Archive | guest post

Guest Post: What Actors Need in a Day Job

3 Mar

One of the biggest struggles for actors is finding a day job. In a perfect world, acting work alone would be enough to pay the bills. Unfortunately, very few actors ever get to that point, and even if we do, we still have to endure the waiting period beforehand, that limbo of ‘when-will-my-big-break-come?’ and ‘will-this-all-pay-off-in-the-end-or-won’t-it?’ which, quite simply, is purgatory. Thus we are forced into that storied crevice between a rock and a hard place. We want to support our art, while being able to support ourselves at the same time.

Thus was born the day job. A survival job to keep us going, literally surviving, alive, eating and with a roof over our heads, so that we may continue to seek out acting work that furthers our artistic careers. But that doesn’t take away from our careers so that we are unable to do this.

So what do you do when you want both a promotion and to play Hamlet?

Here’s what actors need in a day job:

• Flexibility. The life of an actor is one with erratic demands. You never know when the next audition appointment will be or touring show will come. Your job needs to be able to mold to these demands, whether that means allowing you to change your hours, or make up work later, or work from home some days.

• Adequate Pay. This is seemingly a no-brainer, but shockingly difficult to find. Art may feed our soul, but we need to feed our bodies as well (and therefore feed our wallets)! It’s difficult to think about the nuances of your monologue if you don’t have enough money to pay your rent or buy food.

• Peace. You don’t need to love your job. Sadly, most people don’t. But you also shouldn’t hate it either. Your job is something you have to do for most of the hours of your life. Hating your job can create and fuel negativity in your life, which can carry over into and affect your acting. Ideally, you should be at peace with your day job.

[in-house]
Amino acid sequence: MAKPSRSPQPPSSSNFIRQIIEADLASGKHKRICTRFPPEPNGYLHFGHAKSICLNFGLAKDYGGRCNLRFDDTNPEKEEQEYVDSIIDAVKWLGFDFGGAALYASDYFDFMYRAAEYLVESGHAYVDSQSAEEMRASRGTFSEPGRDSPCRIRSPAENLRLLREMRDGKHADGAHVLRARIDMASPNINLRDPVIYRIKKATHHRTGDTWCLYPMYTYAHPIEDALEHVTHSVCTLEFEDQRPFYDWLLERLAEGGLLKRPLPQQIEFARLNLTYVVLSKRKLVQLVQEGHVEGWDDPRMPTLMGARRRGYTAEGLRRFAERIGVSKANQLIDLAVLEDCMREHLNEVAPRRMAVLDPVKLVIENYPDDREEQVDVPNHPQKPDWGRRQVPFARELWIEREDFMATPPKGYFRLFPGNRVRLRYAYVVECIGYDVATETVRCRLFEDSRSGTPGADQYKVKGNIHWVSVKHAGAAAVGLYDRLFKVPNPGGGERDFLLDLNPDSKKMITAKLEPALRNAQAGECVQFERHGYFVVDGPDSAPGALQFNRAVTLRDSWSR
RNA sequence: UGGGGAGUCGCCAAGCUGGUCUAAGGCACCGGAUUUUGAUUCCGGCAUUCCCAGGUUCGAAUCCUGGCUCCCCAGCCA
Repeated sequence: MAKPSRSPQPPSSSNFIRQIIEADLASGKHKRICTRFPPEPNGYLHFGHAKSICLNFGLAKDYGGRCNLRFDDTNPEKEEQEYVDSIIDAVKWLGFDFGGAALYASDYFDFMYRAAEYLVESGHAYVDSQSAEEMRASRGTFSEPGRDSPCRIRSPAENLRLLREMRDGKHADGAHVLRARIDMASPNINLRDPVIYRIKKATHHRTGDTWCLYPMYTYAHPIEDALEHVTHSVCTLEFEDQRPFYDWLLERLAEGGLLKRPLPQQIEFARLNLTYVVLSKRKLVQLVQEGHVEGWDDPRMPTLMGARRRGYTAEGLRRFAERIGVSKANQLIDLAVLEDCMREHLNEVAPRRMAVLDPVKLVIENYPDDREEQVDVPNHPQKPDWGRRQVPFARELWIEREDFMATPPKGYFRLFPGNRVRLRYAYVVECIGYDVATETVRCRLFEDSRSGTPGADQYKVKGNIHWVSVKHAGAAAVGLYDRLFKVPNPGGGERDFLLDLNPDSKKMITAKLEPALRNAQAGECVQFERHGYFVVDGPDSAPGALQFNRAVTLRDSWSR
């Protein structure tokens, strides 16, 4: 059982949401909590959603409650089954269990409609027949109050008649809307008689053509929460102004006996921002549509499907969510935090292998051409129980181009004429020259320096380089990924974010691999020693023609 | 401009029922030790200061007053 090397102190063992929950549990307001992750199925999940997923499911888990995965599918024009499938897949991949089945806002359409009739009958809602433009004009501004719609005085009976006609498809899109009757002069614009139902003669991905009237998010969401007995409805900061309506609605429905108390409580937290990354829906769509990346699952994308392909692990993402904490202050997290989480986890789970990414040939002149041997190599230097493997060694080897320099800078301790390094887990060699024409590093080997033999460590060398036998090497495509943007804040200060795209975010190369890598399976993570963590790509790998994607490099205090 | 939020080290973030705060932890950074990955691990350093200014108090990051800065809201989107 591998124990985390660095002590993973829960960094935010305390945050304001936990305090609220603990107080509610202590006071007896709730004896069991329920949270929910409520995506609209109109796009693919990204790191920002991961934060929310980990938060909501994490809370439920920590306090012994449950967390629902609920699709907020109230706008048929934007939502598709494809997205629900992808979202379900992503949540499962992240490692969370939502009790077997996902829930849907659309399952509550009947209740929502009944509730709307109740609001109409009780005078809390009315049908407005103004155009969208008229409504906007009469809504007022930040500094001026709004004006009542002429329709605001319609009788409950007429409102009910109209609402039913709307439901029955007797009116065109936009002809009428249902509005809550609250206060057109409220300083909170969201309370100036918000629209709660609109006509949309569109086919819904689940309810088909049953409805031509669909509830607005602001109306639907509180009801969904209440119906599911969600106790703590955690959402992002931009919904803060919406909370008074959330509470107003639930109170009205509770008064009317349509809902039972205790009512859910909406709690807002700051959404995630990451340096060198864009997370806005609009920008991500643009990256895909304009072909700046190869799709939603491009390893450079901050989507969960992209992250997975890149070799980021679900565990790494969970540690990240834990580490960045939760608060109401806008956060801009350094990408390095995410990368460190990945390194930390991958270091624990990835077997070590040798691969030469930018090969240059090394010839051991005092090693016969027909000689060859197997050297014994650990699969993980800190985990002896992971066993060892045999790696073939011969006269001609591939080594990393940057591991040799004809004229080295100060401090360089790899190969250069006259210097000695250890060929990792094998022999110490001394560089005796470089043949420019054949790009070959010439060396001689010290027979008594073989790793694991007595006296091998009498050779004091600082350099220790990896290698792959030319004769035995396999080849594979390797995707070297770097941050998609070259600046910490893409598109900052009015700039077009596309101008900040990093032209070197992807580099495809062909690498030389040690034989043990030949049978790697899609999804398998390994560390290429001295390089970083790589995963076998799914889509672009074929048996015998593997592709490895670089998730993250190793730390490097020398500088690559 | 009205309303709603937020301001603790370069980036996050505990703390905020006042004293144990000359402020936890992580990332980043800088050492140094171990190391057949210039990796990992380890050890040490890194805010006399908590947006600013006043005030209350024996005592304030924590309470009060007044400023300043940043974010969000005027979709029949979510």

• Enrichment. The best day job is one that enriches you as a person, and thus as an artist as well. As artists, we draw inspiration from our lives. Any work that draws upon our creative skills and abilities (writing, design, teaching), keeps our creativity constantly engaged, making it easier to access when the time comes to draw upon it. Similarly, work that entails a lot of social interaction can be great for studying people, something which actors always have to do. However, this can admittedly be a catch-22. If you fall into the category who’s not quite at peace with your job, think of it this way: it can be great motivation to get to where you want to be in your career.

• Honesty. One last thing: perhaps the most important thing you need in a day job is the freedom to be honest. Honesty is the best policy when it comes to pursuing dual careers. Full transparency with your employer about what you can offer them (a fantastic employee) but what you also need from them (primarily flexibility and understanding, but a supportive fan wouldn’t hurt either!).

For my day job, I manage the blog for Washington University in St. Louis’s online Master of Laws program. I didn’t enter college thinking I’d someday end up writing about law; I barely even knew what an LLM was! But it just so happened that the combination of my student job at my university’s law school and my writing experience led me to this path. My work is flexible, in that I can study craft at The Barrow Group, an off-off-Broadway theatre company, or quickly run out to get headshots taken, and come to work after. It pays the bills and allows me to use skills like writing, editing, and web strategy that feed both my creativity and my non-acting resume. While it’s not playing Cleopatra, it’s a pretty good gig in the meantime.

Piyali Syam is an actress and writer currently living in New York City.

Guest Post: How a Career in Radio Can Help Launch an Acting Career

2 Apr

How often do you hear people say they want to grow up to be a radio personality? It happens, but not nearly as often as the dream of becoming an actor is discussed. It is usually much more difficult to become a highly paid actor than people expect. Students graduate from high school or college and make their way to their favorite acting capital only to find many more qualified applicants than jobs. Some will become background extras while others will work in the service industry while they audition for the perfect role. A lucky few will fall into a radio gig and realize it is the perfect stepping stone from which to launch an acting career.

Occupational Outlook